The Victorian government says its new artificial intelligence (AI) and drone technologies are about saving taxpayer dollars and keeping workers safe.
- State officials say the technology could save years’ worth of work and huge amounts of money
- The drones can access difficult places and take highly detailed photos, streamlining repair operations
- The trial will run for six months and then be assessed and possibly expanded
AI software by Australian firm Eagle Soft is already being tested in north-east Victoria, where cameras are mounted on cars that drive around mapping and assessing the conditions of arterial roads and assets.
Now the state government is putting $200,000 towards mounting the AI onto drones as part of its regional maintenance blitz.
The trial is kicking off at Ballarat.
The state of roads in regional Victoria – particularly potholes – is a major ongoing issue.
The majority of Victoria’s regional roads were built after World War II and have been impacted by increased traffic and extreme weather.
Earlier this year, a pothole on Princess Highway in Gippsland almost killed a couple heading home from a holiday.
This year the state government has provided Regional Roads Victoria with about $300 million to cover the upkeep of about 19,000 kilometres of roads.
Roads and Road Safety Minister Ben Carroll said regional roads were essential for the tourism sector, farming, and the freight industry.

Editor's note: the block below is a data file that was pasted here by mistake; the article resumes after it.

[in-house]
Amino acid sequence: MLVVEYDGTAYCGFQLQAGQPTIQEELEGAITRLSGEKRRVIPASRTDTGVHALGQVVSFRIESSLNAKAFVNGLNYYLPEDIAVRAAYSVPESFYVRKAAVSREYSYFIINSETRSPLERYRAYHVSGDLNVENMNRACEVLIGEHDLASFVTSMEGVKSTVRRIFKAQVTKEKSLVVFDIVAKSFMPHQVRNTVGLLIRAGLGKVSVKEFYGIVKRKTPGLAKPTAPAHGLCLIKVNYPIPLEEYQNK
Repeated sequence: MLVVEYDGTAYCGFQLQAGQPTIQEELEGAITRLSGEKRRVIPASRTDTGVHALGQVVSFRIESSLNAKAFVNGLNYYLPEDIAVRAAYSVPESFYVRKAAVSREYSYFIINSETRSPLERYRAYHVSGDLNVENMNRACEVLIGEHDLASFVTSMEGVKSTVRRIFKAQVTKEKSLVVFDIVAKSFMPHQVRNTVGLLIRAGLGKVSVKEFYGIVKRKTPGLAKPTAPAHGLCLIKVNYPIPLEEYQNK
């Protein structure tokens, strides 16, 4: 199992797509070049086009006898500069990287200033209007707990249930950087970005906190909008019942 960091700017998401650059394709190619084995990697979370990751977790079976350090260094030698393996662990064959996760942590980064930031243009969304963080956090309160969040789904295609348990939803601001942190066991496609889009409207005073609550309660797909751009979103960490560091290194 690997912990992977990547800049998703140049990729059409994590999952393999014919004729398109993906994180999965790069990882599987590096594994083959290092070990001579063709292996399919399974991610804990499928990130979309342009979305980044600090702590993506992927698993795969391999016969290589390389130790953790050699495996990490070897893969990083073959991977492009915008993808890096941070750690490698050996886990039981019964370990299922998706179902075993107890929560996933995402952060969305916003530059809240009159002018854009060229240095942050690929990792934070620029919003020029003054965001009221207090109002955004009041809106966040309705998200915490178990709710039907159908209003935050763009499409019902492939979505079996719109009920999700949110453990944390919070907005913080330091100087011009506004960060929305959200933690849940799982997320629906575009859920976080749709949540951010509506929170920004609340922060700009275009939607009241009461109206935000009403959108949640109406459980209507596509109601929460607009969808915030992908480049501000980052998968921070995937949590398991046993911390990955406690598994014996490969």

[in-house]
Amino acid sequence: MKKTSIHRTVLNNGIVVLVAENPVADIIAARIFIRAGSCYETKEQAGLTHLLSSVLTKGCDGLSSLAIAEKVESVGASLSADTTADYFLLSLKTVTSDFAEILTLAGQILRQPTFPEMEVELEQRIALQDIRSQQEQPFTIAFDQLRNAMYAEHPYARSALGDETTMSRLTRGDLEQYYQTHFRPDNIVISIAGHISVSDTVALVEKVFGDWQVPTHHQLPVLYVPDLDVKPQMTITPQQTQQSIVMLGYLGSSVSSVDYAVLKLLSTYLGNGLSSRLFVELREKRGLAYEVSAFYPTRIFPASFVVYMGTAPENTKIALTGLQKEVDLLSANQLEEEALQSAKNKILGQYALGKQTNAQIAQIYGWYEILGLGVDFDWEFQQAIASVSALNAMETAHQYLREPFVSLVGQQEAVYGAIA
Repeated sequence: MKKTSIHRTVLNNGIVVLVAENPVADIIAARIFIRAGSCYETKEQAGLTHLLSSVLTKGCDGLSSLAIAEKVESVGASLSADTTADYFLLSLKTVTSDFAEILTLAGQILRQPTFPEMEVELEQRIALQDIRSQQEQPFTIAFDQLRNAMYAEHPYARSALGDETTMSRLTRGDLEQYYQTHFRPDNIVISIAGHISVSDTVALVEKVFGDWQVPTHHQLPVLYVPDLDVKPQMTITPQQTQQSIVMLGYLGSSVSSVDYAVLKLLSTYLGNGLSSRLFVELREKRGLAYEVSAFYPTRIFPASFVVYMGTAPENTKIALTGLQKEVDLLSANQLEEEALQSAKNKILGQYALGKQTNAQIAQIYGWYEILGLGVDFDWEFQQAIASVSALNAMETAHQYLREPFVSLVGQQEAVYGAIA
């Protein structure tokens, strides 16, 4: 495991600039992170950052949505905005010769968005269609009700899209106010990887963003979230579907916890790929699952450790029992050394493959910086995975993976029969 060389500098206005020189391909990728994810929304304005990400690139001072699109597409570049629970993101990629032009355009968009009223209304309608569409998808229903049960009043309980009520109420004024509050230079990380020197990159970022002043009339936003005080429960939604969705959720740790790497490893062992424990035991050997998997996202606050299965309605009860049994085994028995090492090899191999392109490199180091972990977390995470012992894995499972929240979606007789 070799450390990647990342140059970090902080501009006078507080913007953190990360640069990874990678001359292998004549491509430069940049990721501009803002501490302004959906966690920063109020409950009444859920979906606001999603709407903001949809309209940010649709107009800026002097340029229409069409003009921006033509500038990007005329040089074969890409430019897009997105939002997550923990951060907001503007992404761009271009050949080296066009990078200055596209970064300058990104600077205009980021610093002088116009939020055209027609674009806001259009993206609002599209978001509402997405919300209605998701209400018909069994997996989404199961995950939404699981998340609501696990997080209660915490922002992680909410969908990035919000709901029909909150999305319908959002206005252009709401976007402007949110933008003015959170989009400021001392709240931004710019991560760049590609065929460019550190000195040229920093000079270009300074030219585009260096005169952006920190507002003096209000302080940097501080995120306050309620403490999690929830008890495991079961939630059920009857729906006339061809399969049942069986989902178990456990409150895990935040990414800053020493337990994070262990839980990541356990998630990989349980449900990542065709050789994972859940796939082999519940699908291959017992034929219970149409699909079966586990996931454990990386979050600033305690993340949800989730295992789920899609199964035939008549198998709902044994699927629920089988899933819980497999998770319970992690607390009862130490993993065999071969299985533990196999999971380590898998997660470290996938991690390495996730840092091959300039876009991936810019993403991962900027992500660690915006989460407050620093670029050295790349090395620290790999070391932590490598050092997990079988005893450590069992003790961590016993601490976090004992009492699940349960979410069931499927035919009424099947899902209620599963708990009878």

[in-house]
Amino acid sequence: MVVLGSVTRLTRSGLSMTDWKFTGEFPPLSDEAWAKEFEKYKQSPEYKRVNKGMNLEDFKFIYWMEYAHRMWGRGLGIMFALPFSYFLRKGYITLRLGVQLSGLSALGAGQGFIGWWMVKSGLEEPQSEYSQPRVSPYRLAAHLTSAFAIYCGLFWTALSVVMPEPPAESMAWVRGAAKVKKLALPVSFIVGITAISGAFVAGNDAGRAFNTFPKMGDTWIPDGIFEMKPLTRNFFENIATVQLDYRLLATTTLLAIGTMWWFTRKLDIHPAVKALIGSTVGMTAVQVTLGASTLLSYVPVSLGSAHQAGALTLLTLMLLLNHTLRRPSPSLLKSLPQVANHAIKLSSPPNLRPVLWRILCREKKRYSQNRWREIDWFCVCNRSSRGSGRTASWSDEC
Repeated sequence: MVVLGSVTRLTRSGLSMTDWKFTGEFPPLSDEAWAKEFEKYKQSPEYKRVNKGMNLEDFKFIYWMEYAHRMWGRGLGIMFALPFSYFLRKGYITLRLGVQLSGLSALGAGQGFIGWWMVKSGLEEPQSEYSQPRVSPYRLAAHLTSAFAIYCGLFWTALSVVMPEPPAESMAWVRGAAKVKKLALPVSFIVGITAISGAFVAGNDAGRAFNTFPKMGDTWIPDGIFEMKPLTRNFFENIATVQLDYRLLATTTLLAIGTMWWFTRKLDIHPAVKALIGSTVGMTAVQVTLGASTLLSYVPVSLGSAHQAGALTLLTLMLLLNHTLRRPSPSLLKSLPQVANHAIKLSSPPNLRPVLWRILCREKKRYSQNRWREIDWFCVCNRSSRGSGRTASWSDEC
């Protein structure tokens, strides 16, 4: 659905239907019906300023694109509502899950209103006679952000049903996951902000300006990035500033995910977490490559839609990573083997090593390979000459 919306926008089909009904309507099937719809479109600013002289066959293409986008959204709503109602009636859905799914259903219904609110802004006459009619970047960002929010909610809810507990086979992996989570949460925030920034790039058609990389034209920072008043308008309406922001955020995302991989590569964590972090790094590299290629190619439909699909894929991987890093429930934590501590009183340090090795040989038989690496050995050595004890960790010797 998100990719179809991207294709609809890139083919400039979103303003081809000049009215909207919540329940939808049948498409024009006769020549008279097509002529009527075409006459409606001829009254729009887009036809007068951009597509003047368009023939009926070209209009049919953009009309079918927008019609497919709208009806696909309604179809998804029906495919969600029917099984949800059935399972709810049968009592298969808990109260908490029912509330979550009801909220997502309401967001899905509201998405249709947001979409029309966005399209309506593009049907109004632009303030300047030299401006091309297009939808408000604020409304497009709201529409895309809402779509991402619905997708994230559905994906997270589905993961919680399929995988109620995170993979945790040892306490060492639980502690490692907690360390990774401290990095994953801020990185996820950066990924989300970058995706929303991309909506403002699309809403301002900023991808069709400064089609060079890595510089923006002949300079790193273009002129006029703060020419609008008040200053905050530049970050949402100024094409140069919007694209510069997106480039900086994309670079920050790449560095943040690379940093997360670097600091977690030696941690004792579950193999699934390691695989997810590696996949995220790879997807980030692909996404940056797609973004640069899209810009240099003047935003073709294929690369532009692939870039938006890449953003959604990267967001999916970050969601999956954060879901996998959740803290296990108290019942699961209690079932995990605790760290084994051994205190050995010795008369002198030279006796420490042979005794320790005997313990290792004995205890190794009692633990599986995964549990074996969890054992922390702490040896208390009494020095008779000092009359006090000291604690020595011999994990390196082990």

Improving the system
Mr Carroll said the new funding would be a “game changer” to the way road maintenance is done.
“We spend billions of dollars on road maintenance,” he said.
“Just in the Ballarat region alone this maintenance season we’re spending $45m on important road maintenance.
The technology will use high-resolution cameras mounted on small drones to capture footage from difficult locations, such as bridges.
Data from the drones will then be sent back directly to Vic Roads and the Department of Transport, saving time and capturing more data than is currently possible.
Mr Carroll said the photos captured by the drones could detect “even the most minute” issues and bring them to attention earlier.
“Rather than a worker having to put in a traffic management plan, stopping traffic and holding up traffic … we can literally deploy a drone that can also pick up hairline fractures and cracks in the roads,” he said.
Regional Roads Victoria Grampians Region regional director Michael Bailey said the technology would lead to major savings.
“The software itself saves us about $2.5m and three years’ worth of work,” he said.
“In terms of the drones, it means we’re not putting our staff in unsafe locations on positions and we can make sure they’re safe and getting home to their families, which is really important.”
The trial will run for six months.
The government will then assess the data and look at expanding the program.